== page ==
Fee-based income holds the key for Banking system

ImageIn the era of quantitative easing and significant market competition, maintaining profitability through interest-based income is becoming very tough for banks. In the last two decades, interest margins have come under tremendous pressure. In modern times, banks prefer non-interest income i.e. fee based income to drive profitability and return on capital.

The 2008 financial crisis was a big blow for banks, especially for those depending broadly on interest-based income. As the global economic recovery still looks fragile, banks are finding it hard to do loan- and mortgage-based business i.e. interest-based business. The ultra-low central bank interest rate regime was supposed to spur economic activity, as it (theoretically) supports more lending activity, but many banks are hesitant in lending due to potential bad loan losses and slow demand for loans. It would be worth to mention the ultra-low interest rate regime has also dampened savings account activities in banks.

Most of the fee-based incomes (advisory and management fees) are fairly risk-free, as these services don’t involve significant capital investment.

In recent times, banks have reported handsome revenues from fee-based income; thanks to the spur in M&A activities and private equity deals (mainly in US). Since we are living in a globalized society, there are no boundaries for banks and they can reach out to any corner of the world, thus making many potential M&A and private equity activities lucrative.

It would be pertinent to mention that fee-based driven income cushions banks against market competition. In coming days, implementation of new banking rules and regulations are going to take a paradigm shift (Dodd Frank rule, Basel III). This might curb the freedom of leverage banks take on their reserves and provisions, which in turn will leave banks with limited capital or liquidity to do the traditional business of loans and advances –further constraining interest-based income.

Fee-based income is more volatile than interest-based income, but a range of services like wealth management, transaction banking, treasury, and investment banking are covered under fee-based income. The wide spectrum of fee-based service provides room for banks to shuffle service strategies.

In the prevailing economic situation, banks would look for more fee-based income, but they won’t be able to ignore interest-based income completely. They have to build up modus operandi for various possible economic situations. For example, they will have to understand, what would be good for business if the Fed will increase the short-term interest rate or possible ‘tapering’ in coming months? How to benefit from the global corporate houses’ quest for M&A?

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The Missing Sense: Indian Economy

“Expect the unexpected”. I must say today’s monetary policy decision by RBI (worth to mention the US Fed as well few days back)has made it clear to the market.

When everyone at financial street were expecting for a repo cut and more ease in the liquidity the RBI Governor kept the ‘inflation mandate’ intact.

The main reasons for RBI to increase rate (further tightening of liquidity) was primarily based on the CPI data and possible ‘Fed tapering’ in coming months which might drag the economy further.

Meanwhile, RBI Governor made it clear, he can’t ignore the inflationary pressure on the behest of so called liquidity ease; which banks are demanding from past few months.

In its mid-quarter policy, the RBI gave respite to short term borrowing by decreasing the Marginal Standing Facility (MSF) rate to 9.5 percent from 10.25 percent. Although it increased the repo rate by 25 basis points (0.25%) to 7.5 percent.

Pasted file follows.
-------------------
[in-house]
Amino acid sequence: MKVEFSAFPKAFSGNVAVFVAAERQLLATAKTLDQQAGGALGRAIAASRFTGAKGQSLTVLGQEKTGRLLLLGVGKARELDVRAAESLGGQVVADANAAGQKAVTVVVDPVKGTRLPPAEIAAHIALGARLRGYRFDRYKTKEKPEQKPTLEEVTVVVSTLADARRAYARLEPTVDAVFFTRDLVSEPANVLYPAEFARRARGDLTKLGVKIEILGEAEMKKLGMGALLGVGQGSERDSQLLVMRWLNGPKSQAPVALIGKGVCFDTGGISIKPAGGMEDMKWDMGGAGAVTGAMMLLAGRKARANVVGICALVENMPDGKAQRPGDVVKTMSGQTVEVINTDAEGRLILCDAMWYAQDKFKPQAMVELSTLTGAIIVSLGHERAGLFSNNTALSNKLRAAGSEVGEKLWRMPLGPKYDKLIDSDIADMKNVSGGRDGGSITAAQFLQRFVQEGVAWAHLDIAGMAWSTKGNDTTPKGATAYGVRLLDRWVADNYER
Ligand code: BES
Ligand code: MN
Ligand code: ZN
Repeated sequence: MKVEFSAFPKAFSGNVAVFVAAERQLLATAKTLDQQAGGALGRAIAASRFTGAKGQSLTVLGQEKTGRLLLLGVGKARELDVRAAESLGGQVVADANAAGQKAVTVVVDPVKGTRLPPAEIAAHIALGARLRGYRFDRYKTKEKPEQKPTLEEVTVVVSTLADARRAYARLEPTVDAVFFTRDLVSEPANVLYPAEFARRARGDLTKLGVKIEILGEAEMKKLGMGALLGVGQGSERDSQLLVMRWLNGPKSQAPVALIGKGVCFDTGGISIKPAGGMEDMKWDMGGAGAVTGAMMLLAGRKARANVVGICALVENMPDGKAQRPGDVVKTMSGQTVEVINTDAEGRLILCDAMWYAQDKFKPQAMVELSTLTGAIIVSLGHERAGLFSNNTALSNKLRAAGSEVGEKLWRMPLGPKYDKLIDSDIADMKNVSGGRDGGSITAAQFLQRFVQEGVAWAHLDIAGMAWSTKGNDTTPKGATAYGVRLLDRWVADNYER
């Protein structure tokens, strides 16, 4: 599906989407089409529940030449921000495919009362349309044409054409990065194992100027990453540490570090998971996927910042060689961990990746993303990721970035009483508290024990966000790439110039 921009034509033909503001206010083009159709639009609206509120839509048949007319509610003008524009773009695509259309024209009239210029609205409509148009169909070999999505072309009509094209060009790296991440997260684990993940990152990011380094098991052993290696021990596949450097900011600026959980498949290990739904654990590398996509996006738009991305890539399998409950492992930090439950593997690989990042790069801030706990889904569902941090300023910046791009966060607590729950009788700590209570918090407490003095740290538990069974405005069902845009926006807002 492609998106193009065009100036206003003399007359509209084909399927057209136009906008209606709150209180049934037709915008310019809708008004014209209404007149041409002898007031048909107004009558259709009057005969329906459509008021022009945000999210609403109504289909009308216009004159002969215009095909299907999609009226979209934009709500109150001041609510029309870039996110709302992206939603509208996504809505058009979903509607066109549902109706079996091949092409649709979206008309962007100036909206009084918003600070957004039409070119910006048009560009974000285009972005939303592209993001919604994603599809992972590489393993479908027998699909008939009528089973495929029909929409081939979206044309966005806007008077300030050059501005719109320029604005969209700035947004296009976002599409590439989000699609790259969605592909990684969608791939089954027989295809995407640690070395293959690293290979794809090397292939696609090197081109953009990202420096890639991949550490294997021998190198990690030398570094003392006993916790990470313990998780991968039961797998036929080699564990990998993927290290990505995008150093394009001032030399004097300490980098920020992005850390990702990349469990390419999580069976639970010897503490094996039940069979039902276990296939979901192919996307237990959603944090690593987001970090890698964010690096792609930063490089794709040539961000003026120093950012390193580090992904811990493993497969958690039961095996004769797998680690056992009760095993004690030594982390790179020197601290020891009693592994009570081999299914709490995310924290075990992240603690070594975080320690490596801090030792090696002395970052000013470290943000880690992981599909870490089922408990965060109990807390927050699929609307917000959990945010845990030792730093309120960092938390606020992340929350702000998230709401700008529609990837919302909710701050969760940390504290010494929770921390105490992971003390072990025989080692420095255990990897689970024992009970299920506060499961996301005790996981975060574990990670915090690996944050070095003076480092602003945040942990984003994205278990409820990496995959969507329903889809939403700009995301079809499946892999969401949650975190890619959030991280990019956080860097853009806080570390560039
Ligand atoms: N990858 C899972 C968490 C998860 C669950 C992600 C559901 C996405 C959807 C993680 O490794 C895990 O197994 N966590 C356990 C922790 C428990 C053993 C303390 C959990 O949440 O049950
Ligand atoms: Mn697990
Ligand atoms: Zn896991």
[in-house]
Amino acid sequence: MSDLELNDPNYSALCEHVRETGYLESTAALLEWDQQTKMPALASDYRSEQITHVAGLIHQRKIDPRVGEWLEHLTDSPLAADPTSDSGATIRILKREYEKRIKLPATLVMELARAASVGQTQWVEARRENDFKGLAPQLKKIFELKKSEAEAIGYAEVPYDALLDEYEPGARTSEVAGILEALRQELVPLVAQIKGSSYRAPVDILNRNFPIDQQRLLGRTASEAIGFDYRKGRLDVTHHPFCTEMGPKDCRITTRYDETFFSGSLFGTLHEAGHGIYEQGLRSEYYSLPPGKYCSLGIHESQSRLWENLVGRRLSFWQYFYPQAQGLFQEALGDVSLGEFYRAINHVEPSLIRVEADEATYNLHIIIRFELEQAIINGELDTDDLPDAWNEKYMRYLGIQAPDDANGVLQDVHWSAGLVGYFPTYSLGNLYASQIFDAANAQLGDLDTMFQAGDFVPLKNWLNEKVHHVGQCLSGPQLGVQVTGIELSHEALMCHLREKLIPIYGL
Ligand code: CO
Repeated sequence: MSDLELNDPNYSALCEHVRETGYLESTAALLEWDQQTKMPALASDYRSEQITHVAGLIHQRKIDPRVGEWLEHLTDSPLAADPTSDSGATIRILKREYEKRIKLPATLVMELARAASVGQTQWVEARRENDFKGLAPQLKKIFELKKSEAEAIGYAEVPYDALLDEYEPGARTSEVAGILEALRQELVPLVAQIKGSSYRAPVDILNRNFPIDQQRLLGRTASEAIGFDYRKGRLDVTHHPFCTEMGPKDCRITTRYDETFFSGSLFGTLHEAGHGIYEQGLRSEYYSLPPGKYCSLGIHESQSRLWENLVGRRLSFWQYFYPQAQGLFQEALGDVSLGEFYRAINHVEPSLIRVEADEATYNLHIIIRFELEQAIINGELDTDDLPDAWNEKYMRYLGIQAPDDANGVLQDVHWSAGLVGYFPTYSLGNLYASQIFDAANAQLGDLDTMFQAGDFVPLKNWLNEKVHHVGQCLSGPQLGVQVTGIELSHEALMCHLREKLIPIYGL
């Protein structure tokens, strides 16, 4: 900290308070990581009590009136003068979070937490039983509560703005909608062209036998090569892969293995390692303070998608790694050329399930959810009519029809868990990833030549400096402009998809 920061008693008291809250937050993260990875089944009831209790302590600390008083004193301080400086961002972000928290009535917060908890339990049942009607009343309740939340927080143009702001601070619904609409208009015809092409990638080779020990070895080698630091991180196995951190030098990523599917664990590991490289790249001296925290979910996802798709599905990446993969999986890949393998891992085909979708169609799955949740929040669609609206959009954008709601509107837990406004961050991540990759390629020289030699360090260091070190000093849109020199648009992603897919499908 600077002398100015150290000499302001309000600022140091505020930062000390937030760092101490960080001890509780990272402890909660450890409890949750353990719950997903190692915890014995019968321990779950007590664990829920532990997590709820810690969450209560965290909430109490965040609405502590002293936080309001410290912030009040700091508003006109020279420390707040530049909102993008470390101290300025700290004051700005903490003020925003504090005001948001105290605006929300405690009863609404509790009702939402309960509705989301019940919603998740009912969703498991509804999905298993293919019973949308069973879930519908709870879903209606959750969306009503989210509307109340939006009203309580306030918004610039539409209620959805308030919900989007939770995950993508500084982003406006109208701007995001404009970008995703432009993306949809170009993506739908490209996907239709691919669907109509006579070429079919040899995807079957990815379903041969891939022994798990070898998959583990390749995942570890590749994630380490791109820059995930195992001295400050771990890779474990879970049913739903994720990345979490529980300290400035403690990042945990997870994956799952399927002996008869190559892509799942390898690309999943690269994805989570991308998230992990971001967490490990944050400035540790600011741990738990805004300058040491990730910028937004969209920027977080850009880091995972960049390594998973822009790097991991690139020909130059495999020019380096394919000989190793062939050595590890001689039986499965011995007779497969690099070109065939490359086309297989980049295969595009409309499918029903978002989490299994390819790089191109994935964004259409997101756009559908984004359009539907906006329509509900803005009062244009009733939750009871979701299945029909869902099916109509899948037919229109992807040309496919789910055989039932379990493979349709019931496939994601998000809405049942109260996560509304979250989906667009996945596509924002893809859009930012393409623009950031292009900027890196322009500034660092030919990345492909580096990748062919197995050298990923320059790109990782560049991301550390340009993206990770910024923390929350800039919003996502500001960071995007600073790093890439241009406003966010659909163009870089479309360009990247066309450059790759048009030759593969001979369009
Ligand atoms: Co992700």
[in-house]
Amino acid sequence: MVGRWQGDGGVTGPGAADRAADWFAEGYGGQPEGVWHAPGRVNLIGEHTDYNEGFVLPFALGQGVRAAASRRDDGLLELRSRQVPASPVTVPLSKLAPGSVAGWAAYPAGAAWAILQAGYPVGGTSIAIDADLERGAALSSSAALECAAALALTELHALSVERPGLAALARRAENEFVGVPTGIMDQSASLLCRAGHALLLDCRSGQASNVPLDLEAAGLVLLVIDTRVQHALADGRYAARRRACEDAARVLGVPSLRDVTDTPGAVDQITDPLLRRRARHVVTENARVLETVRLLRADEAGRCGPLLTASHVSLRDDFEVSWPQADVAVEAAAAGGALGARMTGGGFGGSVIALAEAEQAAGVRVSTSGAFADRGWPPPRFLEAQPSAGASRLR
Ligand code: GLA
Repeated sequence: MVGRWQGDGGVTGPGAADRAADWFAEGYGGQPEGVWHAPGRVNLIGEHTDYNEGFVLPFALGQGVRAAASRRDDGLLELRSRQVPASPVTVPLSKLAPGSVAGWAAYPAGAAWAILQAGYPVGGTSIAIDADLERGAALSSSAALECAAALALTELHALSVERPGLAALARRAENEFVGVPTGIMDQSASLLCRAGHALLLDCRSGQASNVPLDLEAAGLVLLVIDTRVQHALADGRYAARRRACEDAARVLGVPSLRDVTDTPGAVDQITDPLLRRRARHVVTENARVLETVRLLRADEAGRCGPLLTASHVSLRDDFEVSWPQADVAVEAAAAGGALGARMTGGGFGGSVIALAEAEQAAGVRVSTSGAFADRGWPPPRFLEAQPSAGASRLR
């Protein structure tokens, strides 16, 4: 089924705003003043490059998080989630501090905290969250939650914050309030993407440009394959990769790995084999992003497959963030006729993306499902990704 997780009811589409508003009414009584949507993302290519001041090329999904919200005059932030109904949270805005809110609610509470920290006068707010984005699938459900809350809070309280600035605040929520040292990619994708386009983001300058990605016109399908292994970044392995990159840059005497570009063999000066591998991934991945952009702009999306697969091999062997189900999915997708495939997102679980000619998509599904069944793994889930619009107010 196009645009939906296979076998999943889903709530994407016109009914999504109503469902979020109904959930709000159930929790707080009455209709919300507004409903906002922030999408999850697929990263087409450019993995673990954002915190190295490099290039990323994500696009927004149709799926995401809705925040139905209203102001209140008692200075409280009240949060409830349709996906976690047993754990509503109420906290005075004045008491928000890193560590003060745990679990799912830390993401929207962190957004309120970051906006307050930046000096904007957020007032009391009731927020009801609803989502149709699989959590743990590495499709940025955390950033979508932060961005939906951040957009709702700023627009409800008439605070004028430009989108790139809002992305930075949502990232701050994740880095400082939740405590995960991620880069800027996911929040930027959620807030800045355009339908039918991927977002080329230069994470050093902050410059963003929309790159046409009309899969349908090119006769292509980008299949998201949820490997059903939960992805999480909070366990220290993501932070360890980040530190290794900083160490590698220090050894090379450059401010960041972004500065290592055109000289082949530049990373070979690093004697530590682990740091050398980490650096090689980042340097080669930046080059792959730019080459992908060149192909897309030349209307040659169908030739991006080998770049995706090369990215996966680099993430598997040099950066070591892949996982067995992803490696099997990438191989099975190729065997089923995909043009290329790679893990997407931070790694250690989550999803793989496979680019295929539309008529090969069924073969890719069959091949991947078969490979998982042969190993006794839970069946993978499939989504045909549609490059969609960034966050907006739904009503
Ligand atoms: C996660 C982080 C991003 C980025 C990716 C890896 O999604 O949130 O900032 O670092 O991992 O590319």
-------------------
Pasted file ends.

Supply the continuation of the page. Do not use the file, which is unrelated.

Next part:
On the side note, most of the banks channelise short term funds through MSF, when the common way of borrowing dries up in the market. So, reduction in the MSF would bring down Certificate of Deposit (CD) rate in the market i.e. short term borrowing rates will gradually come down to sub 9.5 percent level. MSF rate was increased in July to curb the rupee depreciation.

With all the concerns on liquidity and growth I would like to bring some missing links which many of market pundits are ignoring. So, here are few missing sense which we need to check:

1. Our first quarter GDP ticked at 4.4 percent versus 5.4 percent year on year; lowest in four years.

2. One of the main components of Service Sector – Trade, hotel, transport and communication which comprises of small shops, restaurants and rickshaw-wala grew just at 3.9 percent (having 25 percent of weightage in the service sector). The slow pace of growth in the ‘trade, hotel, transport and communication‘ means there is slow employment growth for low income and low skill people.

3. Mining contacted by 2.8 percent in first quarter so were the manufacturing sector and capital formation by 1.2 percent, indicating the investment and consumption cycle are weak.

4. The Gross Fixed Capital Formation (GFCF) which accounts property, plant and equipment and excludes land purchase and depreciation was at 32.6 percent of GDP. The GFCF is a gauge used to check how good the economy is in utilising its capital. Previously estimated figures suggest the GDP should be around the level of 6.5 to 7 percent if the GFCF is 30 percent of the GDP but in the present scenario its is way behind that observed level. 

The bottom-line remains the same for our economy – we are failing to utilise our capital. If we can channelise our investment capital the economy will definitely shape up in a proper direction letting the RBI concentrate on the inflation check .  

D-Day: RBI strikes back

ImageToday, the Reserve Bank of India (RBI) will auction short term Cash Management Bills (CMBs) in the market. This step by RBI is seen as a dire desire to contain the liquidity and Indian Rupee in the market.

Under this scheme, every Monday the RBI will auction an amount of Rs. 22,000 crore of CMBs, wherein,  it will be selling Rs11,000 crore each in two CMBs maturing for 35 and 34 days on Monday and Tuesday, respectively. Although, the CMBs will carry characteristics of Treasury bills but the major difference lies in flexible maturity date. Unlike Treasury bills which carry fixed maturity date like 30 days, 91 days, 182 days, the CMBs will have flexible maturity dates between seven days and one year based on RBI’s view on prevailing market situation. RBI did sell CMBs On 25th July, 2013 which was for 28 and 56 days.